Comment: Who will look after victims now Grayling has privatised probation?
By Frances Crook
I'm very worried about what is happening to victims' services. For the past century the probation service has worked with people in court for sentencing, people who are convicted and given community sentences and people coming out of long prison sentences. In addition, the service had a duty to liaise with victims, to consider them in every area of their work, and in recent years had developed real expertise in working with victims. The probation service had sophisticated restorative justice structures for engaging with victims. Now that the probation service has been broken up and sold off it seems that these services will be impossible to deliver to the same level and quality.
As far as I can tell the rump of the National Probation Service (NPS) now has responsibility for around 30 per cent of offenders (those classed as high risk) but 100% of victims. I don't see how this can work. If the NPS is not working with a perpetrator it will be extremely difficult to know who the victims are, what services they will need and keep the them up to date with relevant information.
The community rehabilitation companies (CRCs), which are now being run by companies such as Purple Futures and Sodexo, have not been given duties towards victims (aside from a duty to participate in domestic homicide reviews), but instead must assist the NPS carry out its responsibilities towards victims. In practice, this means the CRCs will refer cases where they consider victim liaison appropriate to the NPS. The burden of delivering the work remains with what is left of public-sector provision.
I don’t know why the Ministry of Justice did not sell off victims services to the CRCs alongside probation supervision. Maybe it's because the companies bidding for the contracts didn't want to do it. In the real world, liaising with victims sounds the proper decent thing to do. In the commercial world it is too risky for both profits and reputation. When some states in the US privatised probation the private companies refused to do victim work exactly for these reasons, as it is not profitable and it can damage a commercial reputation if they get it wrong.
If the companies have accepted some responsibility for providing victim services it is strange that I have heard nothing from them about victims and the resources they will dedicate to victims' services. We do not know what expertise the companies have in supporting victims of crime, which is highly-skilled and sensitive work.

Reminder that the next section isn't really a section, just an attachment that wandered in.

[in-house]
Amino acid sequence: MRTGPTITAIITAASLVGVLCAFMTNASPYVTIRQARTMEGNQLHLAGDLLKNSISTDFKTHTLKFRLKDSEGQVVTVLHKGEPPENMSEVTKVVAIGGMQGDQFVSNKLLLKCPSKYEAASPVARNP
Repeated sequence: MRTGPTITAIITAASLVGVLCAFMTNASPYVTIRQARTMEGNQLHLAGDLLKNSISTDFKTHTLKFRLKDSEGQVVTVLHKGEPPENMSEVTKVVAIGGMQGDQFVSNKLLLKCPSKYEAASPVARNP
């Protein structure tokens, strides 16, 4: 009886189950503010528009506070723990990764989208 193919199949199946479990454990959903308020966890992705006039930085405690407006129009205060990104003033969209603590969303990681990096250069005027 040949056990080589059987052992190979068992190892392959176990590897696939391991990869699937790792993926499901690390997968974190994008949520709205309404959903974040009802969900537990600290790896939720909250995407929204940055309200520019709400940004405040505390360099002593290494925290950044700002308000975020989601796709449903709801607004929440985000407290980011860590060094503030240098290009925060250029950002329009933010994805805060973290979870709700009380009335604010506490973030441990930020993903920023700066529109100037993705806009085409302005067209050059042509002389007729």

Getting all the necessary information to run services for victims passed between CRCs and the NPS without delay will be a bureaucratic nightmare. It will be highly resource intensive and requires skilled staff with experience of working with victims. I struggle to believe that the CRCs, some of whom have already announced their intention to make a third of their existing workforce redundant and replace them with electronic kiosks, will dedicate sufficient resources to victim services.
As with much of the coalition government's 'transforming rehabilitation' programme, the detail about victims' services remains unclear but will need to addressed by any incoming government. It is simply not feasible for the rump of the National Probation Service to deliver services to victims when it only works with 30% of the caseload.
One of the flagship policies of the last few months of the coalition government was the introduction of an additional compulsory one year supervision by the private companies for anyone sentenced to prison for a short period. There appears to be no responsibility in the contracts with these companies to provide services for the victims of these 60,000 short term sentenced prisoners.
Over decades, and particularly at election time, political parties trumpet their support for victims. However, when it comes to it, other exigencies seem to take priority and victims may just be used as publicity pawns.
I hope these questions are the first thing the new secretary of state for justice tackles in May. Letting the current confused mess continue is dangerous for victims of crime.
Frances Crook is chief executive of the Howard League for Penal Reform. You can follow her on Twitter.
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